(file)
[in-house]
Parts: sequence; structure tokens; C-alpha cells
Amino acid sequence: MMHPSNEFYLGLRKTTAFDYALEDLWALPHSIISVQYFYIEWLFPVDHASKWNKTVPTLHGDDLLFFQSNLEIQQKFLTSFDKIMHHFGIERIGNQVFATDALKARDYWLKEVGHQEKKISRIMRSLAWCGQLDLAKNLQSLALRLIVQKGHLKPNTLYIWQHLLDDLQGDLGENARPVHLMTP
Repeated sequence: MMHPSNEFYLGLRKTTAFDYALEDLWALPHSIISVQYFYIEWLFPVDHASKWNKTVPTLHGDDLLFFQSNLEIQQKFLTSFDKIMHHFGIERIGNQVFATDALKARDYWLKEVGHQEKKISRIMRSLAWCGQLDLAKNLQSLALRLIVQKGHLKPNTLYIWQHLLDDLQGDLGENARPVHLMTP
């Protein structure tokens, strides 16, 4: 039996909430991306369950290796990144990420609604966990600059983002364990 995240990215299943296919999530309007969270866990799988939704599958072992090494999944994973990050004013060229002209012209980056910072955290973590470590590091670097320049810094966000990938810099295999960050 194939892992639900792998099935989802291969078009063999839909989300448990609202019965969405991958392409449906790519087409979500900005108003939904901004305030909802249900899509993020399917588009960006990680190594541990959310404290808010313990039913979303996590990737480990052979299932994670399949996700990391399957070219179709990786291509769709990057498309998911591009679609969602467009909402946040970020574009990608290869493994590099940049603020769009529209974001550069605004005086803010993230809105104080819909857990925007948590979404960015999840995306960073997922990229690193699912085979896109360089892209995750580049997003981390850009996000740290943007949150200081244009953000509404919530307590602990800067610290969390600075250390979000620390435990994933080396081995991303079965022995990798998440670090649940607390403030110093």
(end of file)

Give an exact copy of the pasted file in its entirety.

[in-house]
Parts: sequence; structure tokens; C-alpha cells
Amino acid sequence: MMHPSNEFYLGLRKTTAFDYALEDLWALPHSIISVQYFYIEWLFPVDHASKWNKTVPTLHGDDLLFFQSNLEIQQKFLTSFDKIMHHFGIERIGNQVFATDALKARDYWLKEVGHQEKKISRIMRSLAWCGQLDLAKNLQSLALRLIVQKGHLKPNTLYIWQHLLDDLQGDLGENARPVHLMTP
Repeated sequence: MMHPSNEFYLGLRKTTAFDYALEDLWALPHSIISVQYFYIEWLFPVDHASKWNKTVPTLHGDDLLFFQSNLEIQQKFLTSFDKIMHHFGIERIGNQVFATDALKARDYWLKEVGHQEKKISRIMRSLAWCGQLDLAKNLQSLALRLIVQKGHLKPNTLYIWQHLLDDLQGDLGENARPVHLMTP
């Protein structure tokens, strides 16, 4: 039996909430991306369950290796990144990420609604966990600059983002364990 995240990215299943296919999530309007969270866990799988939704599958072992090494999944994973990050004013060229002209012209980056910072955290973590470590590091670097320049810094966000990938810099295999960050 194939892992639900792998099935989802291969078009063999839909989300448990609202019965969405991958392409449906790519087409979500900005108003939904901004305030909802249900899509993020399917588009960006990680190594541990959310404290808010313990039913979303996590990737480990052979299932994670399949996700990391399957070219179709990786291509769709990057498309998911591009679609969602467009909402946040970020574009990608290869493994590099940049603020769009529209974001550069605004005086803010993230809105104080819909857990925007948590979404960015999840995306960073997922990229690193699912085979896109360089892209995750580049997003981390850009996000740290943007949150200081244009953000509404919530307590602990800067610290969390600075250390979000620390435990994933080396081995991303079965022995990798998440670090649940607390403030110093």